Drones are becoming more popular not just for military use or to transport items, but also by filmmakers capturing impressive shots to visually tell a story. Cinematographers regularly use drones in the movie-making business because they can capture shots from angles that the average camera is unable to reach. Learn more about the use of drones in cinematography and common drone tips to help you grab the best shots.
What Is Drone Cinematography?
In drone cinematography, the cameraperson will use a drone with a camera inside of it to film an object or person from a unique angle. The cinematographer usually controls the drone using a joystick and views shots the camera picks up from their smartphone's screen.
Many filmmakers use drone cinematography in their films, not just because they capture scenes from hard-to-reach angles, but also because drones are typically cheap and simple to operate. With drones, you don't have to pay for extra equipment like jibs, cranes, or tracks that normally support basic cameras.
How to Get the Best Shots with Your Drone
Getting impressive shots with your drone requires more effort than simply pointing it at an image and recording, though. You should know your equipment well enough to shoot your scenes in areas that are the most captivating to best tell your film's story. Here are the most effective ways to get great shots with your drone:
Allow Plenty of Time to Set Up and Practice Using the Drone
Before officially filming with the drone, take a day or two to set it up and take some practice shots. This gives you time to get used to controlling the device and finding the best spots to shoot from. Getting test shots the day before helps you better prepare for the actual filming and allows you to come into your first day of filming with a plan or idea of where you want to position the drone for certain scenes.
Stay Up to Date On Rules and Regulations
As the use of drones gets increasingly popular, laws for where and when you can operate drones are constantly changing. It's important to regularly research common drone regulations, so you know it's legal to shoot in a certain area. Some places require you to have a pilot's license to shoot with a drone for commercial video use, while others allow you to take a qualifying test to let you operate the drone legally.
Check Weather Conditions Before Filming
Make sure there isn't any rain or dangerous storms predicted on the day of shooting. If rain or storms are forecasted, reschedule for a new day, so you don't damage your drone. Try not to fly it on windy days, since the wind can cause your shots to look shaky and unstable.
Shoot in the Best Lighting
To add more feeling and emotion to your storytelling, use natural lighting to your advantage by filming right before sunset or immediately after sunrise. Keep this in mind when you're testing out the drone a day or two before filming and see how captivating the light looks and how well it can enhance your shot.
Keep the Drone Out of the Frame
Sometimes when the drone is flying and filming at once, you might tilt it too much to the side, causing its blades to enter the picture. One option to avoid this is to crop the blades out in post-editing. Another is to closely monitor the drone on your smartphone and tilt it the opposite way the minute you see blades in your shot. It may take a few tries to get the shot you want while keeping the blades out.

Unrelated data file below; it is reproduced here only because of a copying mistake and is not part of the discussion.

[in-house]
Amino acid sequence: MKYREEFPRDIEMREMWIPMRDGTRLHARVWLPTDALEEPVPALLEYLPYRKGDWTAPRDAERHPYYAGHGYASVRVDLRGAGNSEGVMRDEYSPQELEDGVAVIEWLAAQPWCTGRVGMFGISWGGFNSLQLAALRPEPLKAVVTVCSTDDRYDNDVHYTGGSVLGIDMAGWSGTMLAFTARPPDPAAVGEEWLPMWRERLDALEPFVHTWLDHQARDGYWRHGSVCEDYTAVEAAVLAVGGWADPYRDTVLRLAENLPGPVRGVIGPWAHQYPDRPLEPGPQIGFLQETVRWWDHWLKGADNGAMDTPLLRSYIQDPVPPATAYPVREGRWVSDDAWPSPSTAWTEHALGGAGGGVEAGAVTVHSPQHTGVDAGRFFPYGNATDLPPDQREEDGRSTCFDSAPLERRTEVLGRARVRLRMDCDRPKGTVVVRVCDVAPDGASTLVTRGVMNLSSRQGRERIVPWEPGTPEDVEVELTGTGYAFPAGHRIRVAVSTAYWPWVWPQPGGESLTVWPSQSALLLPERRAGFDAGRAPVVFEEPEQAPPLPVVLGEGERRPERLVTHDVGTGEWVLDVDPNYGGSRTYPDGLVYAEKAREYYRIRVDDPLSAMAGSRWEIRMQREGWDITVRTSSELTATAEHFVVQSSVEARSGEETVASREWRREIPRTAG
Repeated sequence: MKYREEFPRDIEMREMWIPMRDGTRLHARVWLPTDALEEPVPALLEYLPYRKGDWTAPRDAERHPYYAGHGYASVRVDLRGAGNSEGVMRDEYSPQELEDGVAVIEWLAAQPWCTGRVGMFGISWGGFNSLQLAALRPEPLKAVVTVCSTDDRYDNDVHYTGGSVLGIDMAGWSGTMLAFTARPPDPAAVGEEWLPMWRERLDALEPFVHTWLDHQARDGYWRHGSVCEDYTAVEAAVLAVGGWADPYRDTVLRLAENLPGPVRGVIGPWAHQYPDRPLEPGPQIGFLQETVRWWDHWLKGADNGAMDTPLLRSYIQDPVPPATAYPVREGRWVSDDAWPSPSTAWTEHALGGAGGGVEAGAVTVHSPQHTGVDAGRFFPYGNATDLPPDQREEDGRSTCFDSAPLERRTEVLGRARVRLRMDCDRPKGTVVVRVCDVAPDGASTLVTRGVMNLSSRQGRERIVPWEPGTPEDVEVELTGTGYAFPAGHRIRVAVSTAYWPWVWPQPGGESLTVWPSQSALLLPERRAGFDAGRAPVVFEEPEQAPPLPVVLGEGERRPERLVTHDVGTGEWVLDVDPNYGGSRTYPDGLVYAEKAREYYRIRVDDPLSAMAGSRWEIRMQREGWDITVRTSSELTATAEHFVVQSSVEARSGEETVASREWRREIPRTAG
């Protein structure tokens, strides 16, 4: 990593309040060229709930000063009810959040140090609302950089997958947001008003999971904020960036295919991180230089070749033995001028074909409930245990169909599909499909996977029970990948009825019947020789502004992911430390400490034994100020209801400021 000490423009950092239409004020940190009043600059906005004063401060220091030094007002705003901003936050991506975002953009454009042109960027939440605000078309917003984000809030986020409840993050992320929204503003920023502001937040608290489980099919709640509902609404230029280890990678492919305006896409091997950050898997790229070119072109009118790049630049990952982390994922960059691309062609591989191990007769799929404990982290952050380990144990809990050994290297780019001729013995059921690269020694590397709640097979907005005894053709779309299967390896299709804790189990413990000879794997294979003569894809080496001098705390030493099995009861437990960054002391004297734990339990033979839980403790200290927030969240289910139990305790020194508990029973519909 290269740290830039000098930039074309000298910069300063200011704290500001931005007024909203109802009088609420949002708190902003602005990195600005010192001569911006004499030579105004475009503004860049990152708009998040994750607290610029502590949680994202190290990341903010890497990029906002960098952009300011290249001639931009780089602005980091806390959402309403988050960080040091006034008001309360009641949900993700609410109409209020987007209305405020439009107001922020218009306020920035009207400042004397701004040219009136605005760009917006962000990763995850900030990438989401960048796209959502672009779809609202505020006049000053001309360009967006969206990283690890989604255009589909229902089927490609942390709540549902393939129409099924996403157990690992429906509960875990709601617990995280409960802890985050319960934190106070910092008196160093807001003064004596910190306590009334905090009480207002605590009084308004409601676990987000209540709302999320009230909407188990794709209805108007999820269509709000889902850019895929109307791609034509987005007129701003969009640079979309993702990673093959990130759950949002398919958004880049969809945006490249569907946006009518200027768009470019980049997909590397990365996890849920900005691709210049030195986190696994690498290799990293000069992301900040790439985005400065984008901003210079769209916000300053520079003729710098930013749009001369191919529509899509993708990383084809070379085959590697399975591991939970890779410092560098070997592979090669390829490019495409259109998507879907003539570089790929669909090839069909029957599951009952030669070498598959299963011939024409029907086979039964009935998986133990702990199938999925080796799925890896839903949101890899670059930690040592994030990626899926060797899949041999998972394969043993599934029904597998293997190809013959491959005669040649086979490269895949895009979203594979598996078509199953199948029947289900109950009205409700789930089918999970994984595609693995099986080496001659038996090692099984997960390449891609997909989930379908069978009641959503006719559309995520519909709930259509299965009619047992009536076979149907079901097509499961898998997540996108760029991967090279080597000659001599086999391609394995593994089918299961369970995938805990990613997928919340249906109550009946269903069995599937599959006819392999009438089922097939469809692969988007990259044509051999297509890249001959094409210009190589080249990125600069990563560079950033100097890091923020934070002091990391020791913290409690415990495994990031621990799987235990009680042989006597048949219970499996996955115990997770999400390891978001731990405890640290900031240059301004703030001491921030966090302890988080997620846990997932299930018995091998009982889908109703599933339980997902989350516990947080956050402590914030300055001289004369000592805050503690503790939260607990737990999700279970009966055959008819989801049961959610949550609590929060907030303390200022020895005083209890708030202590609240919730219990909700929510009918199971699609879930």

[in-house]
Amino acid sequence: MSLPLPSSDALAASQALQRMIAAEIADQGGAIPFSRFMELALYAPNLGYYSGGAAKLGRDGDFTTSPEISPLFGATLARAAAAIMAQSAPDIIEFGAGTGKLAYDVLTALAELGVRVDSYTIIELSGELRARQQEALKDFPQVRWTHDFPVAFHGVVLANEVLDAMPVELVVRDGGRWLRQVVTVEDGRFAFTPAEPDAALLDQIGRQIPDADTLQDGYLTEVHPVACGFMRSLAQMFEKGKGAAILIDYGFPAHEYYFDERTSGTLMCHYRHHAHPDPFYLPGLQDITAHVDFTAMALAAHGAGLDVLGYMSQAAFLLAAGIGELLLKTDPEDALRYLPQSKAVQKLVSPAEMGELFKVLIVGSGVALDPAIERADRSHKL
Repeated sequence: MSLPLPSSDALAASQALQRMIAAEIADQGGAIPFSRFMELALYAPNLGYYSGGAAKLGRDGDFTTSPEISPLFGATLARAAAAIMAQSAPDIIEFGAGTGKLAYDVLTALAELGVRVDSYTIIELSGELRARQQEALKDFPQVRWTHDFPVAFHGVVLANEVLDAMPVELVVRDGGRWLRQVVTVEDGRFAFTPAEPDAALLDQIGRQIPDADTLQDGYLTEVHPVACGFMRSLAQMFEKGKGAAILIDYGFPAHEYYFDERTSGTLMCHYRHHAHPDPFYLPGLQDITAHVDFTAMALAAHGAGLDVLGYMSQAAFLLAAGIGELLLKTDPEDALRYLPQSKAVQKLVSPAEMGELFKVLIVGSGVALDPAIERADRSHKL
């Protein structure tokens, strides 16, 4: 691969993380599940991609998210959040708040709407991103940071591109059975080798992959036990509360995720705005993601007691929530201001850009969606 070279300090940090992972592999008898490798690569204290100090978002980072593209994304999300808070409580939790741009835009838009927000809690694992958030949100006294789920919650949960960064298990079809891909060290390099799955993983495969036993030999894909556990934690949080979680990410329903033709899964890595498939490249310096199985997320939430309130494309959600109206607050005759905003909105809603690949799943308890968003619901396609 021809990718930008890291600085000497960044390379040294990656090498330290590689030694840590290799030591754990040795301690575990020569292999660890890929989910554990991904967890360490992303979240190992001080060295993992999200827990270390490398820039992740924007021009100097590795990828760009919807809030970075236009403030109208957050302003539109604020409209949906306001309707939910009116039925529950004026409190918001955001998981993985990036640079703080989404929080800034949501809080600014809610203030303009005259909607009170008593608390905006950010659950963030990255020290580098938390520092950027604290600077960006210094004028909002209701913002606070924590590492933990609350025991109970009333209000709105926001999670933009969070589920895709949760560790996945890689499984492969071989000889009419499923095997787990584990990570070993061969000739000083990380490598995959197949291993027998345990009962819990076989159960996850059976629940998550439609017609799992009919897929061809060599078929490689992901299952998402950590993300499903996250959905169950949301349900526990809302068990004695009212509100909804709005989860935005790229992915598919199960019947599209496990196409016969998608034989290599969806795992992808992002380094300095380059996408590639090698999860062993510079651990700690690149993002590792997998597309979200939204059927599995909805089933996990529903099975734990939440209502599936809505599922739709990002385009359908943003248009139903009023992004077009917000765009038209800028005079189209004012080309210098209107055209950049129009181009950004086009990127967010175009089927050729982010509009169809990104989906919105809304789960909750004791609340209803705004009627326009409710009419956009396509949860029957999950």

Move Your Drone Slowly
Seeing how fast your drone can fly seems fun, but a fast-flying drone can make your shot lose focus and look less steady. Starting from one area and slowly approaching your subject makes the shot appear more cinematic and captivating. If you want your drone to increase speed, gradually accelerate the drone. This helps you avoid any unsteady or shaky shots in your scene.
Common Cinematography Shots and Techniques
Since many filmmakers are using drones to get unique footage, you should use new and exciting techniques and shots to help your scenes stand out from others. Here are some of the best drone shots and techniques you can use when filming:
- Pedestal shot: Cinematographers may use this shot to display large monuments or statues. This shot involves the drone flying in different directions without the gimbal or camera moving. You can simply adjust your altitude control then easily move the camera up or down throughout the shot.
- Reveal shot: This shot is normally used in the intro or outro of a scene to reveal where the upcoming scene will take place. It's also used to creatively reveal an important subject of interest within the scene. Place your drone in an area where you can't view your subject of interest at first. This can be behind a larger object, then slowly move the drone until the subject comes into view.
- Aerial pan shot: This is a common shot that involves flying your drone up high so it overlooks a city or landscape and moving the camera side to side as it captures the area below it.
- Fly over: Another popular drone shot, this allows the camera to capture a subject or landscape below by simply flying over it. Start your drone away from the subject and move it so that it gradually appears over the subject to make the audience feel like they're actually flying over the object or scenery.
- Tracking shot: Usually seen in car commercials, racing scenes, or at sporting events, tracking shots involve the drone moving in sync with the subject, focusing on the object as it zooms by. This may require several rehearsals and practice shots to finally get impressive footage.
Shooting with drones is a great way to get creative shots from unique perspectives and angles. At Salvi Media, we use drones to capture innovative shots that grab the attention of your audience and communicate the story you want to tell in a compelling and entertaining way.